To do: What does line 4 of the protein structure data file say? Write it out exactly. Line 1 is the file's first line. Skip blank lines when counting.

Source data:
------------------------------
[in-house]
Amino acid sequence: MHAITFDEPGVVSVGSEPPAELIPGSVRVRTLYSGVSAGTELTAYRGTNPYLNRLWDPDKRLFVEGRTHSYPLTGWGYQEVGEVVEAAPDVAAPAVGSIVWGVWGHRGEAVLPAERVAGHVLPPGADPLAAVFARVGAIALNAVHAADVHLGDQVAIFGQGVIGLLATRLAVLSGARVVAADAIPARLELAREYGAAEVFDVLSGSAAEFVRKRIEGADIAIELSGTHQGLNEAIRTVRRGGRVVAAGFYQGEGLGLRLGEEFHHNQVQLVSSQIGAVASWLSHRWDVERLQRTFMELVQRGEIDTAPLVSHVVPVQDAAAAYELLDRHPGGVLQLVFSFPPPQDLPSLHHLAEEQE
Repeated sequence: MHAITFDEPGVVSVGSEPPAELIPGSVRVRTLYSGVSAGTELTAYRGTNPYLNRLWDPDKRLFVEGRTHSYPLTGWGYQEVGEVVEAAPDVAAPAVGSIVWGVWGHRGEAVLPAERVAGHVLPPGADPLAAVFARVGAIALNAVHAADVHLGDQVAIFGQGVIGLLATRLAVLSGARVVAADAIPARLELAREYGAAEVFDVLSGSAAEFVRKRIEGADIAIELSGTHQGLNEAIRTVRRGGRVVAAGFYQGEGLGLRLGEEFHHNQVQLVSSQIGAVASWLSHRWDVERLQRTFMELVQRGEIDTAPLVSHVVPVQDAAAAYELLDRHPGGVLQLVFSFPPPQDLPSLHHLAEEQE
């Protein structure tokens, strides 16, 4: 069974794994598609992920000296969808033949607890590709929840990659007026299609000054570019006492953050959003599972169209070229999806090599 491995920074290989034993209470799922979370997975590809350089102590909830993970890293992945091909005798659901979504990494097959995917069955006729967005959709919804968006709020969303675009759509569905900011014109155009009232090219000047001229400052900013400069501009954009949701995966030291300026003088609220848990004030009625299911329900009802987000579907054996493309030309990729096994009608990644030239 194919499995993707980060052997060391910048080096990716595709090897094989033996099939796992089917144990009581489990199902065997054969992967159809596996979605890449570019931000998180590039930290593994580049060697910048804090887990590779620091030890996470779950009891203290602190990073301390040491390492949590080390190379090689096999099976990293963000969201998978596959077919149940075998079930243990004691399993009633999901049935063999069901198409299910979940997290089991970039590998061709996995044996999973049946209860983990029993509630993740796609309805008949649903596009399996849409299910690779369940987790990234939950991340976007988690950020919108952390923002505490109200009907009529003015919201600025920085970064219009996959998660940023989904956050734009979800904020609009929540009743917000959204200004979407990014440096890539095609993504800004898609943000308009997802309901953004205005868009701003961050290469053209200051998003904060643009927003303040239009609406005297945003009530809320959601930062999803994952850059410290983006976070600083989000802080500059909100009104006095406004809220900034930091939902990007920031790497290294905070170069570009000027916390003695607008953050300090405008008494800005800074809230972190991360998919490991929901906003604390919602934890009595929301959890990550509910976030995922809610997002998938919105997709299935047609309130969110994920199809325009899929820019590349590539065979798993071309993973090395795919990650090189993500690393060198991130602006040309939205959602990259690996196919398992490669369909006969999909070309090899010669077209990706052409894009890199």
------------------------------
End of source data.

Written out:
């Protein structure tokens, strides 16, 4: 069974794994598609992920000296969808033949607890590709929840990659007026299609000054570019006492953050959003599972169209070229999806090599 491995920074290989034993209470799922979370997975590809350089102590909830993970890293992945091909005798659901979504990494097959995917069955006729967005959709919804968006709020969303675009759509569905900011014109155009009232090219000047001229400052900013400069501009954009949701995966030291300026003088609220848990004030009625299911329900009802987000579907054996493309030309990729096994009608990644030239 194919499995993707980060052997060391910048080096990716595709090897094989033996099939796992089917144990009581489990199902065997054969992967159809596996979605890449570019931000998180590039930290593994580049060697910048804090887990590779620091030890996470779950009891203290602190990073301390040491390492949590080390190379090689096999099976990293963000969201998978596959077919149940075998079930243990004691399993009633999901049935063999069901198409299910979940997290089991970039590998061709996995044996999973049946209860983990029993509630993740796609309805008949649903596009399996849409299910690779369940987790990234939950991340976007988690950020919108952390923002505490109200009907009529003015919201600025920085970064219009996959998660940023989904956050734009979800904020609009929540009743917000959204200004979407990014440096890539095609993504800004898609943000308009997802309901953004205005868009701003961050290469053209200051998003904060643009927003303040239009609406005297945003009530809320959601930062999803994952850059410290983006976070600083989000802080500059909100009104006095406004809220900034930091939902990007920031790497290294905070170069570009000027916390003695607008953050300090405008008494800005800074809230972190991360998919490991929901906003604390919602934890009595929301959890990550509910976030995922809610997002998938919105997709299935047609309130969110994920199809325009899929820019590349590539065979798993071309993973090395795919990650090189993500690393060198991130602006040309939205959602990259690996196919398992490669369909006969999909070309090899010669077209990706052409894009890199």